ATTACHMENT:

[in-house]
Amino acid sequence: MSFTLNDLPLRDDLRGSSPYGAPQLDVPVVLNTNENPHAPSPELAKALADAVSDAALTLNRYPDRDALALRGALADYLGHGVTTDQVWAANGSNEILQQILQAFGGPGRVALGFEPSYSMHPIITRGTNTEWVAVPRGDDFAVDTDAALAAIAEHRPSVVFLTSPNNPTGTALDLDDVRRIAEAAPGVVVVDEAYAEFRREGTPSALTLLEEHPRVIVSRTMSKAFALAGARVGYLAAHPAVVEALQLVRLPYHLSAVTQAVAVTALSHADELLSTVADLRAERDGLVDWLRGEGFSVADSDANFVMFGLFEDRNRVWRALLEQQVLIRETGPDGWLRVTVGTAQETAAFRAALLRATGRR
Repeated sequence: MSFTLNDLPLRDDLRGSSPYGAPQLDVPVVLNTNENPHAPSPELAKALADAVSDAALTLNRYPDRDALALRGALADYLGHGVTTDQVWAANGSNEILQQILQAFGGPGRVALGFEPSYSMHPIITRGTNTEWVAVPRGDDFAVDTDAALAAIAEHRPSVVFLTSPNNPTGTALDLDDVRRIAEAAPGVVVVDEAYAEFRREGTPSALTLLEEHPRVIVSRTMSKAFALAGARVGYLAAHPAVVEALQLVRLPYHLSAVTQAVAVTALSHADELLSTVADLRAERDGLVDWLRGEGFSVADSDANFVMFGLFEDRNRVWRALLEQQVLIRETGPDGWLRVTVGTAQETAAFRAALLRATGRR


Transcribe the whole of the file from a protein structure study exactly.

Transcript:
[in-house]
Amino acid sequence: MSFTLNDLPLRDDLRGSSPYGAPQLDVPVVLNTNENPHAPSPELAKALADAVSDAALTLNRYPDRDALALRGALADYLGHGVTTDQVWAANGSNEILQQILQAFGGPGRVALGFEPSYSMHPIITRGTNTEWVAVPRGDDFAVDTDAALAAIAEHRPSVVFLTSPNNPTGTALDLDDVRRIAEAAPGVVVVDEAYAEFRREGTPSALTLLEEHPRVIVSRTMSKAFALAGARVGYLAAHPAVVEALQLVRLPYHLSAVTQAVAVTALSHADELLSTVADLRAERDGLVDWLRGEGFSVADSDANFVMFGLFEDRNRVWRALLEQQVLIRETGPDGWLRVTVGTAQETAAFRAALLRATGRR
Repeated sequence: MSFTLNDLPLRDDLRGSSPYGAPQLDVPVVLNTNENPHAPSPELAKALADAVSDAALTLNRYPDRDALALRGALADYLGHGVTTDQVWAANGSNEILQQILQAFGGPGRVALGFEPSYSMHPIITRGTNTEWVAVPRGDDFAVDTDAALAAIAEHRPSVVFLTSPNNPTGTALDLDDVRRIAEAAPGVVVVDEAYAEFRREGTPSALTLLEEHPRVIVSRTMSKAFALAGARVGYLAAHPAVVEALQLVRLPYHLSAVTQAVAVTALSHADELLSTVADLRAERDGLVDWLRGEGFSVADSDANFVMFGLFEDRNRVWRALLEQQVLIRETGPDGWLRVTVGTAQETAAFRAALLRATGRR